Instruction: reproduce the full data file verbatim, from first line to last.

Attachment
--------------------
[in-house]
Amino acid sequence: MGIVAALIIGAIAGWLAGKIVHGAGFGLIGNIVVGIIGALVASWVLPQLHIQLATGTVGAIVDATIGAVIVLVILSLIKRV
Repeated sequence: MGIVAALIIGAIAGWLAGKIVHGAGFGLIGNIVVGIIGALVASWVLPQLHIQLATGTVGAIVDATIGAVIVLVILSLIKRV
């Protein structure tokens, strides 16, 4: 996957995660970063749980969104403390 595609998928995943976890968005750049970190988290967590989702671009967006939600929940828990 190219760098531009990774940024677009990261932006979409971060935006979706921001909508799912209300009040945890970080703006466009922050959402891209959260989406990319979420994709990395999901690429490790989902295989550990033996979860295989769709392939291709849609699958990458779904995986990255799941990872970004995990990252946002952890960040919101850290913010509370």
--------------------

[in-house]
Amino acid sequence: MGIVAALIIGAIAGWLAGKIVHGAGFGLIGNIVVGIIGALVASWVLPQLHIQLATGTVGAIVDATIGAVIVLVILSLIKRV
Repeated sequence: MGIVAALIIGAIAGWLAGKIVHGAGFGLIGNIVVGIIGALVASWVLPQLHIQLATGTVGAIVDATIGAVIVLVILSLIKRV
């Protein structure tokens, strides 16, 4: 996957995660970063749980969104403390 595609998928995943976890968005750049970190988290967590989702671009967006939600929940828990 190219760098531009990774940024677009990261932006979409971060935006979706921001909508799912209300009040945890970080703006466009922050959402891209959260989406990319979420994709990395999901690429490790989902295989550990033996979860295989769709392939291709849609699958990458779904995986990255799941990872970004995990990252946002952890960040919101850290913010509370």